There was no statistically significant difference in the OHI-S and GI between the three groups. It differed from the study conducted by Johannsen et al.[20] where they found that women with stress-related depression had more plaque accumulation. Since the OHI score in the three groups did not vary, stress may influence periodontal disease by impacting on the physiologic processes.

Individuals in Group B had the highest levels of PPD, CAL, and stress score than the other two groups. CAL and stress showed a positive correlation, but it was not statistically significant. Genco et al.[6] reported that CAL was significantly associated with increased job and financial strain. Similar cross-sectional studies[7],[21] have found that individuals with high mean CAL values had higher stress scores than periodontally healthy individuals.

There was a statistically significant association between PPD and stress score. This shows that increase in the PPD was found to occur concomitantly with an increase in stress levels of an individual. Peruzzo et al.[22] in a systematic review reported a positive relationship between stress and periodontal disease.There was no statistically significant association between PPD with anxiety and depression score. On the contrary, in a study conducted by Vettore et al.,[23] frequency of CAL and PPD was found to be significantly associated with higher trait anxiety scores. The assessment of the association between pocket depth and salivary cortisol level showed a strong statistical significance. Hilgert et al.[24] and Refulio et al.[25] in their cross-sectional study reported that cortisol levels were positively associated with the extent and severity of periodontitis.

Salivary cortisol levels and stress showed a strong positive correlation, which reveals that when stress increases, salivary cortisol level also increases in a linear pattern. There was a positive correlation between salivary cortisol and PPD, where individuals with higher levels of cortisol had more sites with PPD of 5–7 mm while no significant associations were seen between salivary cortisol level with depression and anxiety score. Various studies[26],[27] reports that stress score and salivary stress markers were found to be significantly correlated with clinical parameters of periodontal disease and a positive correlation was seen between salivary cortisol levels and PPD and also CAL values. However, in another study,[28] no correlation was seen between the cortisol and stress.

Any type of stress, physical or neurogenic causes an immediate and marked increase in the adrenocorticotropin hormone secretion from the anterior pituitary gland followed by a greatly increased secretion of cortisol from the adrenal cortex. Cortisol decreases both the migration of the white blood cells into the inflamed area and the phagocytosis of the damaged cells. It suppresses the immune system by diminishing the IgA and IgG secretions and causing lymphocyte reproduction to be markedly decreased.[29]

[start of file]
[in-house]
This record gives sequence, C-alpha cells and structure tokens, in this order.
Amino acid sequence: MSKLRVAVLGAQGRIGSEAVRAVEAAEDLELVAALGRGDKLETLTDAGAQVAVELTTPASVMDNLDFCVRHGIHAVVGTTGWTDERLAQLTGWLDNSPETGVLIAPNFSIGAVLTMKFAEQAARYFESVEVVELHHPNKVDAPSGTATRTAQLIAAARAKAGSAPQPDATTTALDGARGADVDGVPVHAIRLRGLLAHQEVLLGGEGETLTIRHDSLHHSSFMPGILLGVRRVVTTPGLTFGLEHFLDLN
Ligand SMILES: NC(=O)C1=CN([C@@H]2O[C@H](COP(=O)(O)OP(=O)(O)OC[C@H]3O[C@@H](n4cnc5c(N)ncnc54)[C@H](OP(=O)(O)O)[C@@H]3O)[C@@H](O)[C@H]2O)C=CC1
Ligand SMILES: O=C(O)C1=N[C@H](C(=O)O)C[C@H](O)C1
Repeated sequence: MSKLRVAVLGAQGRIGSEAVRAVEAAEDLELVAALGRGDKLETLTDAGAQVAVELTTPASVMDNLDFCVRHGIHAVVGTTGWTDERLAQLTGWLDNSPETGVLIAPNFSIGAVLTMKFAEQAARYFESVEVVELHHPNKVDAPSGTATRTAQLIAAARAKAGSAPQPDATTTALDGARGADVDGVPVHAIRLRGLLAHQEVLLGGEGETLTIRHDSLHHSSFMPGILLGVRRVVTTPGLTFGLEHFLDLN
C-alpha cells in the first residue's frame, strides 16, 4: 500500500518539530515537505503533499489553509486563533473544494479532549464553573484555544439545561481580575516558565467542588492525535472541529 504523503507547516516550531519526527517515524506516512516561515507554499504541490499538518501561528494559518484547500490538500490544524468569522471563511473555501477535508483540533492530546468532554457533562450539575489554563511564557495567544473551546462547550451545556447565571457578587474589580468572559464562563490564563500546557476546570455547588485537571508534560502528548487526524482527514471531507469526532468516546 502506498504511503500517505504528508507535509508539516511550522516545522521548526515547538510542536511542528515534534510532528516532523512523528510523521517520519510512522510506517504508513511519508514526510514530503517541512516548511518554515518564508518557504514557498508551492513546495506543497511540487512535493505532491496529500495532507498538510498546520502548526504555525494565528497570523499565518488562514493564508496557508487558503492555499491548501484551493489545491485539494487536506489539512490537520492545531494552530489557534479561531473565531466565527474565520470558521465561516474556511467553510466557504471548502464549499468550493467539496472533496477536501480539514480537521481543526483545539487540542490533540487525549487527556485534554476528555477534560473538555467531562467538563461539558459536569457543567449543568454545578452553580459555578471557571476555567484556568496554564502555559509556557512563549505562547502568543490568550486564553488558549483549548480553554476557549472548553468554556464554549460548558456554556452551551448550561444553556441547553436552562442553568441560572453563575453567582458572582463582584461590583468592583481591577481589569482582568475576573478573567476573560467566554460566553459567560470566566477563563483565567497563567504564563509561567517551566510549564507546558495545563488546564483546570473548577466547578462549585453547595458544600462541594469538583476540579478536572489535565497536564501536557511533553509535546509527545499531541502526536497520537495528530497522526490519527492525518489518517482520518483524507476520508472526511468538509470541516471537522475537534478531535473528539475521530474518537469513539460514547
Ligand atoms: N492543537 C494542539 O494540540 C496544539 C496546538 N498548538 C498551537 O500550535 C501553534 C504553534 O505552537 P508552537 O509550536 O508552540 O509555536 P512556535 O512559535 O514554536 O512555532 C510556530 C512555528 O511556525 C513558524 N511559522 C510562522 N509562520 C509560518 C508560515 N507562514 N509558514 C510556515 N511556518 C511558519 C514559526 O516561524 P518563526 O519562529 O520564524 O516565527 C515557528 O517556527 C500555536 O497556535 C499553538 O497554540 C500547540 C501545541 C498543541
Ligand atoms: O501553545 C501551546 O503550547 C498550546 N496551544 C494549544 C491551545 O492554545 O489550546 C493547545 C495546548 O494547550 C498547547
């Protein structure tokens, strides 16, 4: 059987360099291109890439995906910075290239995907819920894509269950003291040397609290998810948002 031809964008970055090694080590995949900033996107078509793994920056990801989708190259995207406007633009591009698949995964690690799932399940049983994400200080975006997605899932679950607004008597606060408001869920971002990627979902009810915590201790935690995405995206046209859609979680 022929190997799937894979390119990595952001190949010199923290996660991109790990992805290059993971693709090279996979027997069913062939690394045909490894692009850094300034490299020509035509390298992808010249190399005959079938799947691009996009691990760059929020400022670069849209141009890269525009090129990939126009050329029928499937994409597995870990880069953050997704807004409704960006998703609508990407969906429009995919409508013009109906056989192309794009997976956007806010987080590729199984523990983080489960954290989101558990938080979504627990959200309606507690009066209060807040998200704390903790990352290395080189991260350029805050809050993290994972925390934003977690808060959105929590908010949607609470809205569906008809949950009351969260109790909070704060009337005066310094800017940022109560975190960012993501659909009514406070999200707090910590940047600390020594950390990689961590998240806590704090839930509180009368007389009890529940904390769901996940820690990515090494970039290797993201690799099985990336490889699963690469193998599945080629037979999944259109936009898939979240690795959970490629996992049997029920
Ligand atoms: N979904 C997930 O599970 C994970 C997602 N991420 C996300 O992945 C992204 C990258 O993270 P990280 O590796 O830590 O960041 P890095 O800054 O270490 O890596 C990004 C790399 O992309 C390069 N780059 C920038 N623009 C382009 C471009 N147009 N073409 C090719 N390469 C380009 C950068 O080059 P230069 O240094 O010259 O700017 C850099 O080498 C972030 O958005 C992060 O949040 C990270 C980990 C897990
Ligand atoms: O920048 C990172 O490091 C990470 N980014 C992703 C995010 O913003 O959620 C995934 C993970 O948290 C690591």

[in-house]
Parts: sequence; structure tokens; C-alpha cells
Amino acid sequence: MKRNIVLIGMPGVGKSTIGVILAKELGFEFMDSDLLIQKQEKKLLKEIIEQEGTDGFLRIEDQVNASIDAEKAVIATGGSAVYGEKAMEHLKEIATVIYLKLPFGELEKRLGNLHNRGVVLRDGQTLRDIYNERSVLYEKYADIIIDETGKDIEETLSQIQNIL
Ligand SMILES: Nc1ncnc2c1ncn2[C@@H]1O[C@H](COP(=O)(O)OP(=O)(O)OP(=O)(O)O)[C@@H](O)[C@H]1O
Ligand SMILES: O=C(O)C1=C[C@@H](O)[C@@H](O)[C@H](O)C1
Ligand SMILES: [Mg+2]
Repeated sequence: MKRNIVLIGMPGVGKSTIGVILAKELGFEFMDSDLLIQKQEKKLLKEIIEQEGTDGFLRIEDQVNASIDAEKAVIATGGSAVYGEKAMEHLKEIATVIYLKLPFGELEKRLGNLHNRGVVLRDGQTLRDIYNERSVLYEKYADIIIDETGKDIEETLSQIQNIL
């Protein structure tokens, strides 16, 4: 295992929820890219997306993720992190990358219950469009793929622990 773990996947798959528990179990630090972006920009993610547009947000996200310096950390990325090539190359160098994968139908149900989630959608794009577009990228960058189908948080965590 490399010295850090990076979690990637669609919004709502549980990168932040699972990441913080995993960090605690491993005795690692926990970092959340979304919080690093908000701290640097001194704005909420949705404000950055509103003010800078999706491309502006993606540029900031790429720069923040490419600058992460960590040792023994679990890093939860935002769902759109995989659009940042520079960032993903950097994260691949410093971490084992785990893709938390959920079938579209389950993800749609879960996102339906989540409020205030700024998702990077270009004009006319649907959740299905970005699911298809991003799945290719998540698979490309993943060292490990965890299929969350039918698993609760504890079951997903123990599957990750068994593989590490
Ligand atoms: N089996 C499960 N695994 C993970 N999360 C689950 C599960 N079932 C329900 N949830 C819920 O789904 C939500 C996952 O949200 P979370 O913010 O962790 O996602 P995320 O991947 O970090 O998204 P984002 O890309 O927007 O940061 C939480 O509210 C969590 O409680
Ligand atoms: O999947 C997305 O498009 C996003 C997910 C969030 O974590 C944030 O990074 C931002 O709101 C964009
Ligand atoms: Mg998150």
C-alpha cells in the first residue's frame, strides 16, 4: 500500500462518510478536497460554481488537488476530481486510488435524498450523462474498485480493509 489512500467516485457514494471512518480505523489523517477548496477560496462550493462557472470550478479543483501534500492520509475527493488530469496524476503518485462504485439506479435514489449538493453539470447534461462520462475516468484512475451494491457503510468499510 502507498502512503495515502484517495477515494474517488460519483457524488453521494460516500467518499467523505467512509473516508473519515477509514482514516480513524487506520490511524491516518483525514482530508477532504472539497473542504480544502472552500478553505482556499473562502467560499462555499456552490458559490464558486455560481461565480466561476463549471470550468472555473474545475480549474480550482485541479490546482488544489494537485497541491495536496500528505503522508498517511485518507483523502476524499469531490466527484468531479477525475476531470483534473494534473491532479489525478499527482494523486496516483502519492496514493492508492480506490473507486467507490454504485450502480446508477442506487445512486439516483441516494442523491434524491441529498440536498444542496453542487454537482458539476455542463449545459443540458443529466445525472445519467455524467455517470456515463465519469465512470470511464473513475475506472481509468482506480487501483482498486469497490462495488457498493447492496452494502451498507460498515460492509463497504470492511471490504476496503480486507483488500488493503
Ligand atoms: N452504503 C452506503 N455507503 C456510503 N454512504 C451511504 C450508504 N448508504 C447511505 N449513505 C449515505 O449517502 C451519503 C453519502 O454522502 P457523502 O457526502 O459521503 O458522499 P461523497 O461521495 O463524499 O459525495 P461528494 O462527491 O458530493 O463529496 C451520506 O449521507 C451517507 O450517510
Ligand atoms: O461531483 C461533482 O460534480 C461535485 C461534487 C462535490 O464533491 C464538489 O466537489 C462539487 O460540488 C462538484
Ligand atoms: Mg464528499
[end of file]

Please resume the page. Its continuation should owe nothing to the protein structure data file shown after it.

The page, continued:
Merchant et al.[30] reported that men who had social support were less likely to develop periodontitis compared with men who had low social support. A positive correlation which was statistically significant was obtained between salivary cortisol level and prison time served by the inmates. Salivary cortisol levels showed a statistical significance in Group B individuals whose time served period was also found to be the highest among the three groups. A significant association was not seen between anxiety, depression with PPD and cortisol levels while a significant association was obtained between stress score, salivary cortisol level, and PPD.

The small sample size and the cross-sectional study design can be taken as limitations of this study. Furthermore, DASS questionnaire is subjective which can produce errors in the data collected. Further longitudinal studies with a larger sample size would be valuable to establish a causal association between psychosocial factors and periodontal health.

  Conclusion Top

It can be summarized that salivary cortisol level can be used as a marker to assess stress. Long-term activation of the stress-response system along with overexposure to cortisol can be detrimental to the overall health of an individual and a risk for periodontitis.

The results of this study indicate that stress and salivary stress markers are correlated with periodontal disease. In addition, immunologic and behavioral changes related to psychological stress may be related to periodontal disease. Future research should further explore the potential mediators of the stress periodontitis relationship and their synergistic and antagonistic interactions.

Financial support and sponsorship


Conflicts of interest

The authors of this manuscript declare that they have no conflicts of interest, real or perceived, financial or nonfinancial in this article.

  References Top

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Johannsen A, Rylander G, Söder B, Asberg M. Dental plaque, gingival inflammation, and elevated levels of interleukin-6 and cortisol in gingival crevicular fluid from women with stress-related depression and exhaustion. J Periodontol 2006;77:1403-9.  Back to cited text no. 20
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Peruzzo DC, Benatti BB, Ambrosano GM, Nogueira-Filho GR, Sallum EA, Casati MZ, et al. A systematic review of stress and psychological factors as possible risk factors for periodontal disease. J Periodontol 2007;78:1491-504.  Back to cited text no. 22
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  [Table 1], [Table 2], [Table 3]